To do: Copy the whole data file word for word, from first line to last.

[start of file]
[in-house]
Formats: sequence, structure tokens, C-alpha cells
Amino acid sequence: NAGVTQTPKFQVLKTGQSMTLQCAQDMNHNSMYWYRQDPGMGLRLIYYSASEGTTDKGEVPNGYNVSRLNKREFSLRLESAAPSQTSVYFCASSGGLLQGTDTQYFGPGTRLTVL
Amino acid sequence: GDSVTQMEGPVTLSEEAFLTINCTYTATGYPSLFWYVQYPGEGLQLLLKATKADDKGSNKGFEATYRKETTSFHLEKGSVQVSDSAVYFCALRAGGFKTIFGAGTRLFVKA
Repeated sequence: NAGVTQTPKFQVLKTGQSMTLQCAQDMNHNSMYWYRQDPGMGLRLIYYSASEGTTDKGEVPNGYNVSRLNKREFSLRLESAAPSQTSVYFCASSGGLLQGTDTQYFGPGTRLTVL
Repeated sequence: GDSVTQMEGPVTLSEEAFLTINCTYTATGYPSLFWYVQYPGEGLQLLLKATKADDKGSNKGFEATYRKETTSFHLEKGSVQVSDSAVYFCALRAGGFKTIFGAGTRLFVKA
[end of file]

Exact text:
[in-house]
Formats: sequence, structure tokens, C-alpha cells
Amino acid sequence: NAGVTQTPKFQVLKTGQSMTLQCAQDMNHNSMYWYRQDPGMGLRLIYYSASEGTTDKGEVPNGYNVSRLNKREFSLRLESAAPSQTSVYFCASSGGLLQGTDTQYFGPGTRLTVL
Amino acid sequence: GDSVTQMEGPVTLSEEAFLTINCTYTATGYPSLFWYVQYPGEGLQLLLKATKADDKGSNKGFEATYRKETTSFHLEKGSVQVSDSAVYFCALRAGGFKTIFGAGTRLFVKA
Repeated sequence: NAGVTQTPKFQVLKTGQSMTLQCAQDMNHNSMYWYRQDPGMGLRLIYYSASEGTTDKGEVPNGYNVSRLNKREFSLRLESAAPSQTSVYFCASSGGLLQGTDTQYFGPGTRLTVL
Repeated sequence: GDSVTQMEGPVTLSEEAFLTINCTYTATGYPSLFWYVQYPGEGLQLLLKATKADDKGSNKGFEATYRKETTSFHLEKGSVQVSDSAVYFCALRAGGFKTIFGAGTRLFVKA